A tribute to Libby

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My grandmother Elizabeth, Libby for short, enjoyed traveling—even if it was just a Sunday drive sitting next to the love of her life, my Grandpa Paul. After they retired, the drives turned into longer RV versions.

I have a memory of a letter from her that she wrote while staying in Grand Tetons National Park. She described the feeling of standing among the jagged mountain peaks that climb doggedly to the sky over 7,000 feet from the valley floor.

I’m pleased to say that I relived that feeling today. And I’m even happier to say she was right. The Grand Tetons are beyond breathtaking. But it wasn’t enough to drive right up to the base of mountains like she and grandpa did; we had to get into them. So with bear spray and plenty of water, we hiked up to an emerald oval named Lake Phelps.

Once we arrived, our daughter claimed she had to put her feet in the icy water. So it was with utter surprise and a shriek (from me) when a wild brown thing splashed by, giving us all a scare. A fish the size of my arm? Not exactly. It was an otter—one who, we later joked, kissed her toes.

A lesson in consistency

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Today we viewed the quintessential wonder of the American world: Old Faithful.  Although I really prefer the hot springs with their color-coded rings of orange, green, yellow and blue, Old Faithful has a certain educational value. It reminds me to be consistent, to come back to the moment.

At day 12 of this trip, I have to admit, I am longing for home. I’m sore from sleeping on hard ground in a rain-soaked tent. Yet I am so enjoying being unplugged from world.

Therefore, I write this note to myself: Settle in for the last bits of this trip. Soak it up. Be consistent and live in the present. Again and again and again.

Thanks, Old Faithful. Lesson learned.

Jelly frog

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I attended another ranger talk tonight, this one about how the bison, bears, elk, wolves, coyotes and other animals in Yellowstone survive the long winters. If I understood the ranger correctly, when one frog species senses winter is approaching, it actually changes its cellular structure to a gelatinous state so that it won’t freeze solid in the mud.

Seriously? That is so cool.

I assume evolution somehow allows the frogs to change back in time for the spring thaw so that they can hop off in search of mosquitoes and the like.

Speaking of jelly, I sort of feel like my mind has turned a bit soft, due to travel experience saturation or TES. You’d think with all this extra time, I’d practice things that make me a better, more spiritual person—things like more yoga, better eating habits, bold decisions about my life. Instead, I’m in a free flow mode….simply fulfilling basic needs and taking in experiences as they come. I suppose that’s a victory in itself as it’s so rare that I get to do this.

At the same time, it’s a reminder that I have to take my travel in doses. In fact, on my next trip, I hope to have a home base from which I can practice my good-for-me daily activities with some diligence and then make excursions into the yonder.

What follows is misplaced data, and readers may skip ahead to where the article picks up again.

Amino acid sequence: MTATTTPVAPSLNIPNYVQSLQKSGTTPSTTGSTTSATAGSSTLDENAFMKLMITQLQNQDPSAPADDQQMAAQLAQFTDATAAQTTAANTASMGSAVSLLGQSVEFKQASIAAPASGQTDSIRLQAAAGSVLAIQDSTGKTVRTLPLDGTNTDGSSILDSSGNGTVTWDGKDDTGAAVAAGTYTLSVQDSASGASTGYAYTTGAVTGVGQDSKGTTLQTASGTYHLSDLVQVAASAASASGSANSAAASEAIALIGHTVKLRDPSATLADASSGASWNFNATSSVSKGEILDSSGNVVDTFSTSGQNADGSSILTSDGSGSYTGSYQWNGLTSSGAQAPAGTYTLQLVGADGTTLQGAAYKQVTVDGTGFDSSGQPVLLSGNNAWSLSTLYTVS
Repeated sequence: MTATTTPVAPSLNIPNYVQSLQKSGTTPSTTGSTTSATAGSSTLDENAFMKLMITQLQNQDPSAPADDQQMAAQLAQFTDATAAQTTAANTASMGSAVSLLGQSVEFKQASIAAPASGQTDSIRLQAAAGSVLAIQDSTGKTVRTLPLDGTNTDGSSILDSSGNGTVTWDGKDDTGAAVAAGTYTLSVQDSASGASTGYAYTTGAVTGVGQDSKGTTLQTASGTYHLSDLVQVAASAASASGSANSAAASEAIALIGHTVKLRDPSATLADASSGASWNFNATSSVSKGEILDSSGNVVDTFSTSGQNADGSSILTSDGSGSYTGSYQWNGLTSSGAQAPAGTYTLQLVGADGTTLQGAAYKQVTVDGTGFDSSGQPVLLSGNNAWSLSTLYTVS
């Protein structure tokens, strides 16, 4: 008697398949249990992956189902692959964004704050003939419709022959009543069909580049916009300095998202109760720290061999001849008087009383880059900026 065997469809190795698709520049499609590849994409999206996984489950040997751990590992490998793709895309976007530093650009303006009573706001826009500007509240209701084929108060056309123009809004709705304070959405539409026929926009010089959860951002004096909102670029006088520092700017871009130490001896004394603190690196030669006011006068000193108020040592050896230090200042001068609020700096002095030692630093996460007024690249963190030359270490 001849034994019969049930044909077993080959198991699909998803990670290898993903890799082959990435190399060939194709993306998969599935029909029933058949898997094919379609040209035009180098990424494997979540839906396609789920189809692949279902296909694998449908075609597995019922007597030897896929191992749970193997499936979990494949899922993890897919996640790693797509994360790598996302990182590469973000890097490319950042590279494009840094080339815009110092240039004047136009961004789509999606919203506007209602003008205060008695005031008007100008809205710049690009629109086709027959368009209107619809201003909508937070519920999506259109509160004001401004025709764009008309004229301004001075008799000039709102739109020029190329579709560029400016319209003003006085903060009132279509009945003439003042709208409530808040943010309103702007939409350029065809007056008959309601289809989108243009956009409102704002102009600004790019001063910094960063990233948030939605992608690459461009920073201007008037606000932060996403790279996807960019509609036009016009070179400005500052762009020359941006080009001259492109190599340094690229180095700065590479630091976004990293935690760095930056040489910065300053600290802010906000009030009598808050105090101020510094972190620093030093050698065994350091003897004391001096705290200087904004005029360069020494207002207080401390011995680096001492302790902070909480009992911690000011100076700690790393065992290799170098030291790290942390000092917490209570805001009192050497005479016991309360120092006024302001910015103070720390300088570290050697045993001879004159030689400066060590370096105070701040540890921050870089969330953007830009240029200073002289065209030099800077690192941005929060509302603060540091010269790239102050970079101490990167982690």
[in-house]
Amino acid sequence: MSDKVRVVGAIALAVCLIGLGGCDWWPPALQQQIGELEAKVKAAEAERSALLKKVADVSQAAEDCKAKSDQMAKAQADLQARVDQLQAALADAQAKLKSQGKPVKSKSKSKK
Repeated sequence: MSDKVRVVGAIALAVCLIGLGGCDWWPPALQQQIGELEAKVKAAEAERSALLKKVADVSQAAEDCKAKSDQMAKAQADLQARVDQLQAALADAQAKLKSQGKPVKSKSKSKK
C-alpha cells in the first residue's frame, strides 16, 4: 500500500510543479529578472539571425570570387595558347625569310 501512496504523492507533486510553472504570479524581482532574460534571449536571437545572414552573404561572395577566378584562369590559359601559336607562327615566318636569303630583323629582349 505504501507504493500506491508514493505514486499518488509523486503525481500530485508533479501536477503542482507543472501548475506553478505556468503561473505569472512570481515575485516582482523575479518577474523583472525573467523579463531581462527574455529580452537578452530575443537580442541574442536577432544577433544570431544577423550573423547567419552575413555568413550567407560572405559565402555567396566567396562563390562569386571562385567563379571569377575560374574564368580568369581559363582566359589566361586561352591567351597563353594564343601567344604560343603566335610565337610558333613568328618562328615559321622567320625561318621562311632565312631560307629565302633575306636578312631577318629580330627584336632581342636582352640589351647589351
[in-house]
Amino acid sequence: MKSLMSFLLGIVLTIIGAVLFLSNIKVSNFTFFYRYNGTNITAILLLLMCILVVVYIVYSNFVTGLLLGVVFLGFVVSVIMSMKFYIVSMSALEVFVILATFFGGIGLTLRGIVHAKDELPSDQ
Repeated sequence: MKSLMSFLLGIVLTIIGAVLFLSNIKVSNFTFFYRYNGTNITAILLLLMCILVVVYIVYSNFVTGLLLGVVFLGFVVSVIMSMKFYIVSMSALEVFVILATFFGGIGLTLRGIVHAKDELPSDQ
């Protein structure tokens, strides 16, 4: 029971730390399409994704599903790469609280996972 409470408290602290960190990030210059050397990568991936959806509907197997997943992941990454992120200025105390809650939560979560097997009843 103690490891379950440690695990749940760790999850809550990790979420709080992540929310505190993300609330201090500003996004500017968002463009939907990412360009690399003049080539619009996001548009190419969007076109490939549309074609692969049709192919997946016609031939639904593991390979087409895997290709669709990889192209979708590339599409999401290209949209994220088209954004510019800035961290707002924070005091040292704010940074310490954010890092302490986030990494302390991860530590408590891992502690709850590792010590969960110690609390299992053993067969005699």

Spa anyone?

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Today we stopped at Mud Volcano on our way into Yellowstone. While I’d like to write something deep and meaningful about the relationship between life and what transpired to create this unusual geologic formation, all I can think about is making an appointment for a facial when I get back home.

A taste of the Wild West

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I’ve noticed that I tend to consume travel in two ways: let’s call them appetizers and entrees.

When arriving in a new place, I take in everything in small bites as if I were sampling from an appetizer tray. After I leave, I keep thinking about the things I tried, and I find myself wanting to return to the place to take it all in at a deeper level, kind of like the main course.

I found this phenomenon to be true in our stop today in Cody, Wyoming, which is touted as the rodeo capital of the world. I tasted “appetizers” as I looked in store windows along the main street. I sampled “appetizers” from the choreographed gunfight that the locals put on each evening to draw tourists into town. And I tasted actual “appetizers” in the form of cowboy beans and biscuits from the back of a chuck wagon at the local museum.

At the end of the day (and ironically after a real meal of Mexican food), I had to ask: What’s for dessert?

There was only one answer. Seats at the nightly rodeo, of course. Where else but Cody can you see a rodeo every night all summer long? It turned out to be one of the sweetest memories from the whole trip.

In hindsight, all those experiences made me hungry to return to the area in the future, maybe for a week at a dude ranch. Don’t laugh…that definitely qualifies as an entree travel adventure!

 

Lessons from the heartland

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The terrain got decidedly flat and farmlike as we made our way to the far southwest corner of South Dakota. This location was one impetus for the trip…meeting my husband’s remaining relatives. While here, we learned about his great, great grandfather and grandmother, who claimed a chunk of this fertile land near the Missouri River and farmed it with their children, and children’s children, for more than 100 years.